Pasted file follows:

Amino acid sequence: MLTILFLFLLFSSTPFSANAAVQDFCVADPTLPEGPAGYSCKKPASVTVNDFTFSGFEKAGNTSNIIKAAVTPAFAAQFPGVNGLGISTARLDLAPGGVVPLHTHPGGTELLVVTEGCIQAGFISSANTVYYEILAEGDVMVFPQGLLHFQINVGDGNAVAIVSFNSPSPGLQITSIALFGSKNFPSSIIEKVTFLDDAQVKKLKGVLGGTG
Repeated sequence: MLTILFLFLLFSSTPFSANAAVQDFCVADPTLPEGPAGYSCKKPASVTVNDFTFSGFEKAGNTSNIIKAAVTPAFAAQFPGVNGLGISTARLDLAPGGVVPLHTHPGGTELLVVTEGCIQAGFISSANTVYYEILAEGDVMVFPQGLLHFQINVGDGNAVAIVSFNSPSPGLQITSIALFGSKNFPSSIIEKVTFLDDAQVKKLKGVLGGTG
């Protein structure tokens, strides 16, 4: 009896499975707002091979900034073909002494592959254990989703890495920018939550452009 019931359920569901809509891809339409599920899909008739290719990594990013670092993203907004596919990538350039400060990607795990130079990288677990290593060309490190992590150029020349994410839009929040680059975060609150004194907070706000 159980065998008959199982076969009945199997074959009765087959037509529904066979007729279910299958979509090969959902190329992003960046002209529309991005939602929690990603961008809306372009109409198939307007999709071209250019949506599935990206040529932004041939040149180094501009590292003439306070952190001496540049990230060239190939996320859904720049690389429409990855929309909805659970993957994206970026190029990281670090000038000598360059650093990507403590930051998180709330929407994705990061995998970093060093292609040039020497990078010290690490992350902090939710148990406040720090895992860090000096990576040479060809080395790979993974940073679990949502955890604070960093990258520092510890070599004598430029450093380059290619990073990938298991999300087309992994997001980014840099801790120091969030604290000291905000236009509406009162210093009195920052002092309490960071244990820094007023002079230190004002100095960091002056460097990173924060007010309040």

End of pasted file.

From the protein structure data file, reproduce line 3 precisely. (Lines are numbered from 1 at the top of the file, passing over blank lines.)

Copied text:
């Protein structure tokens, strides 16, 4: 009896499975707002091979900034073909002494592959254990989703890495920018939550452009 019931359920569901809509891809339409599920899909008739290719990594990013670092993203907004596919990538350039400060990607795990130079990288677990290593060309490190992590150029020349994410839009929040680059975060609150004194907070706000 159980065998008959199982076969009945199997074959009765087959037509529904066979007729279910299958979509090969959902190329992003960046002209529309991005939602929690990603961008809306372009109409198939307007999709071209250019949506599935990206040529932004041939040149180094501009590292003439306070952190001496540049990230060239190939996320859904720049690389429409990855929309909805659970993957994206970026190029990281670090000038000598360059650093990507403590930051998180709330929407994705990061995998970093060093292609040039020497990078010290690490992350902090939710148990406040720090895992860090000096990576040479060809080395790979993974940073679990949502955890604070960093990258520092510890070599004598430029450093380059290619990073990938298991999300087309992994997001980014840099801790120091969030604290000291905000236009509406009162210093009195920052002092309490960071244990820094007023002079230190004002100095960091002056460097990173924060007010309040």